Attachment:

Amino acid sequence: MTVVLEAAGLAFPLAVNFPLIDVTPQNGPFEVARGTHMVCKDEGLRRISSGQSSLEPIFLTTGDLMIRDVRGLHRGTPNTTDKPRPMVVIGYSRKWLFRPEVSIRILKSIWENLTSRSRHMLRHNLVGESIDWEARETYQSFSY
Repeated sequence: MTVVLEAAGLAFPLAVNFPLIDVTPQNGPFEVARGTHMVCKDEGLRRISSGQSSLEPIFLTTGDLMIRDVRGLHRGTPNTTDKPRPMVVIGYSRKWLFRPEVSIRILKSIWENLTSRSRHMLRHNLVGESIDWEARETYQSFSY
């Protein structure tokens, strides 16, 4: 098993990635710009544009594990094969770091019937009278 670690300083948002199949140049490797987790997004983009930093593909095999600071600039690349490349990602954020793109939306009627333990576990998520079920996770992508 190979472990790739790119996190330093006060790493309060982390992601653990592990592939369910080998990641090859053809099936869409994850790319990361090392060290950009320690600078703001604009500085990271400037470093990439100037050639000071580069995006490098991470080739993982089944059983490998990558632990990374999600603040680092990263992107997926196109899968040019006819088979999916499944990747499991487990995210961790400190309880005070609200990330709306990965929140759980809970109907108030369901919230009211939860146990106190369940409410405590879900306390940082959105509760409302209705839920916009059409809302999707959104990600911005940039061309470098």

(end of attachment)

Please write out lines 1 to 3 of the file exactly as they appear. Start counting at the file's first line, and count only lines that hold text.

Amino acid sequence: MTVVLEAAGLAFPLAVNFPLIDVTPQNGPFEVARGTHMVCKDEGLRRISSGQSSLEPIFLTTGDLMIRDVRGLHRGTPNTTDKPRPMVVIGYSRKWLFRPEVSIRILKSIWENLTSRSRHMLRHNLVGESIDWEARETYQSFSY
Repeated sequence: MTVVLEAAGLAFPLAVNFPLIDVTPQNGPFEVARGTHMVCKDEGLRRISSGQSSLEPIFLTTGDLMIRDVRGLHRGTPNTTDKPRPMVVIGYSRKWLFRPEVSIRILKSIWENLTSRSRHMLRHNLVGESIDWEARETYQSFSY
């Protein structure tokens, strides 16, 4: 098993990635710009544009594990094969770091019937009278 670690300083948002199949140049490797987790997004983009930093593909095999600071600039690349490349990602954020793109939306009627333990576990998520079920996770992508 190979472990790739790119996190330093006060790493309060982390992601653990592990592939369910080998990641090859053809099936869409994850790319990361090392060290950009320690600078703001604009500085990271400037470093990439100037050639000071580069995006490098991470080739993982089944059983490998990558632990990374999600603040680092990263992107997926196109899968040019006819088979999916499944990747499991487990995210961790400190309880005070609200990330709306990965929140759980809970109907108030369901919230009211939860146990106190369940409410405590879900306390940082959105509760409302209705839920916009059409809302999707959104990600911005940039061309470098």